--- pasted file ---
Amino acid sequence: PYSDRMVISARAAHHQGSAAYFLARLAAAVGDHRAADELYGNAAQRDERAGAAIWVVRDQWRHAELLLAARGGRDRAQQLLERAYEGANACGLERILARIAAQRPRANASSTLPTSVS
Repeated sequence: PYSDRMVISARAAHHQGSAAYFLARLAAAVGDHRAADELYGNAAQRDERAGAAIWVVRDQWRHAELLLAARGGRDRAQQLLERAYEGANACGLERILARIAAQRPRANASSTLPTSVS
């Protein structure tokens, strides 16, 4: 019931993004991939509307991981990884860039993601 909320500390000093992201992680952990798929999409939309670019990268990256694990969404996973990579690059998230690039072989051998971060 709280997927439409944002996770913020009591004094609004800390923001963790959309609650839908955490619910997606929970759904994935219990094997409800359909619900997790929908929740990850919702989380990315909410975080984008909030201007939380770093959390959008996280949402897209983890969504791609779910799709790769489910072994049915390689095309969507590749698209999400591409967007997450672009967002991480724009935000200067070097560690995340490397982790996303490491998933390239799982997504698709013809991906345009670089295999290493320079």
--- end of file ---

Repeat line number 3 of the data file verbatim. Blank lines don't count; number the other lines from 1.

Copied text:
């Protein structure tokens, strides 16, 4: 019931993004991939509307991981990884860039993601 909320500390000093992201992680952990798929999409939309670019990268990256694990969404996973990579690059998230690039072989051998971060 709280997927439409944002996770913020009591004094609004800390923001963790959309609650839908955490619910997606929970759904994935219990094997409800359909619900997790929908929740990850919702989380990315909410975080984008909030201007939380770093959390959008996280949402897209983890969504791609779910799709790769489910072994049915390689095309969507590749698209999400591409967007997450672009967002991480724009935000200067070097560690995340490397982790996303490491998933390239799982997504698709013809991906345009670089295999290493320079």